Alex Woolf is a published author of over eighty books, both fiction and non-fiction, mostly for young adults. His fiction writing credits include a time-warping science fiction trilogy, Chronosphere, and Aldo Moon and the Case of the Ghost at Gravewood Hall, about a teenage Victorian ghost-hunter, described by best-selling crime writer Peter James as ‘a real delight, witty, ghostly and at times deliciously ghastly.’ His novel Soul Shadows, about shadows that come to life, has been shortlisted for the 2014 RED Book Award. Alex is also a regular author for Fiction Express, online publishers of interactive stories for schools.
Q: What books did you read when you were a child?
A: I read a great deal of science fiction and fantasy, including C S Lewis’s Chronicles of Narnia, Isaac Asimov’s Foundation series, and absolutely anything by John Wyndham.
Q: If you could be a storybook character who would you be?
A: I would have liked to be John Carter from Edgar Rice Burroughs’ Mars books, because he had simply amazing adventures.
Q: What is the best thing about reading?
A: You can lose yourself in a world that’s totally your own, filled with scenes and populated by characters that only you can see. It’s like having your own personal cinema.
Q: What is your all time favourite book?
A: As a child it was The Phantom Tollbooth by Norton Juster. As a grown-up, it is The Unconsoled by Kazuo Ishiguro.
Q: Other than reading books what is the most important thing a parent can do to help develop their children’s communication skills?
A: Have conversations with them. The more a parent involves children in everyday discussions, the better. It’s a good idea to ask children for their opinions on things, to get them thinking about what they want and why. After reading a book to a child, ask them what they thought of it. What were their favourite parts or characters and why. This helps their communication skills, and their ability to argue a case.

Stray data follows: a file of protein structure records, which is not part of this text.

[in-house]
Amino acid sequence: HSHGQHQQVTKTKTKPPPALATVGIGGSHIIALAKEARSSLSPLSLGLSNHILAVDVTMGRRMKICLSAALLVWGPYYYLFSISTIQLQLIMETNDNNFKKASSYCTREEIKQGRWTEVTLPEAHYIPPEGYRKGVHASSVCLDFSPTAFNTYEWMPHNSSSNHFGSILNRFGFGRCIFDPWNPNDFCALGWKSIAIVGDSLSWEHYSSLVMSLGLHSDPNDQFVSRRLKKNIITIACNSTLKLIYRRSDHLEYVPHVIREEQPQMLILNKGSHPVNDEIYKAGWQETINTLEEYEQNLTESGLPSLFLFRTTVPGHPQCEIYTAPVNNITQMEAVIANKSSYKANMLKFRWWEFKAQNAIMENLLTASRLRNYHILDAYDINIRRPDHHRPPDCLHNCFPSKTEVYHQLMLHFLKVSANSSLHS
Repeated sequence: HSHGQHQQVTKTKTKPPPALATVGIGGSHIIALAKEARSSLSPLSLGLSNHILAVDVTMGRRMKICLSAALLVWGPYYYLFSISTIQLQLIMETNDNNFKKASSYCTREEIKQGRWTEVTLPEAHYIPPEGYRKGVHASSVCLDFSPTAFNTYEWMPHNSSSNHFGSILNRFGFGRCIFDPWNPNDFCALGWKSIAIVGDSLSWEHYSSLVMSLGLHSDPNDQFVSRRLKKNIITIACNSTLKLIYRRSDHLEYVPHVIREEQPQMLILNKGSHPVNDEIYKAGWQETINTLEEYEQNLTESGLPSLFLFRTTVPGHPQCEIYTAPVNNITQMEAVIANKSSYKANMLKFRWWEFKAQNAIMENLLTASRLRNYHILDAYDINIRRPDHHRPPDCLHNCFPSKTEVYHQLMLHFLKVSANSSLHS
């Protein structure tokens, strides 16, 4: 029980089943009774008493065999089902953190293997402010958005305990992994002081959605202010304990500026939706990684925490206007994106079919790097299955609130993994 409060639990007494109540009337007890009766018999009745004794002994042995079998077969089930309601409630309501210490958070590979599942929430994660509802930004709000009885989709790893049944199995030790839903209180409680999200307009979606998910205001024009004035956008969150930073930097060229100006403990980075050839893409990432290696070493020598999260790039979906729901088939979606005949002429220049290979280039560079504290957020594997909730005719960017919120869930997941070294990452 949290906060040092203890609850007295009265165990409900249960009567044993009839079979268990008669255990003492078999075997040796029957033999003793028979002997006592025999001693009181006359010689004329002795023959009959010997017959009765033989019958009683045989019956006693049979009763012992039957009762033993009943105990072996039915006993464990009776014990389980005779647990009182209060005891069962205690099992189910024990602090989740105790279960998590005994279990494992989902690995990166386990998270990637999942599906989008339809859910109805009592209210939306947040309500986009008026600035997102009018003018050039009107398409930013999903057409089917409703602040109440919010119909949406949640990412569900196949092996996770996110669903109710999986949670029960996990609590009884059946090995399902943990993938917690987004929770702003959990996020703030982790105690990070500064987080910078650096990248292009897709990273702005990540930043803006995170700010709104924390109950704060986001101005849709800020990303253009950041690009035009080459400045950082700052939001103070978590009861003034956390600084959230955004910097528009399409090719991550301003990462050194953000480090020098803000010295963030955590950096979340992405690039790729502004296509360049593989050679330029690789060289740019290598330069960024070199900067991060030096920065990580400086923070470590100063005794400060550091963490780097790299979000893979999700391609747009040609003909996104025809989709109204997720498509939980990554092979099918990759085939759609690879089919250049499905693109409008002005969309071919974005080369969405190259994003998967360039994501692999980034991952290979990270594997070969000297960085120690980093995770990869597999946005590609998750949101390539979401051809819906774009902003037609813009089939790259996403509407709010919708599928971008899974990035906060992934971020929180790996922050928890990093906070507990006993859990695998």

Q: How big a part did your parents play in encouraging your writing skills?
A: I don’t think my parents did very much directly. As far as I can remember, I was never asked to write a story as a child. But both my parents are good storytellers. I used to love listening to them tell me about their childhoods in South Africa, and I’m sure my enjoyment of narrative stems partly from that. My father is also a very good writer. Although he writes mainly about subjects like economics and accountancy, his articles are always a model of clarity and concision. He certainly gave me an appreciation for words and how to use them effectively.
Q: How do you encourage your children or grandchildren to read, what books do you enjoy reading with them?
A: I often ask my children about what they are reading. I ask them to describe the plot and the characters. If they’re not reading anything, we look together at the bookshelves to see what we can find that might interest them. If we can’t find anything, we might make a trip to our local public library. That’s always a delight and a pleasure. I enjoy reading them anything that I also find entertaining. Recently, that has included books by Julia Donaldson and Anthony Horowitz.
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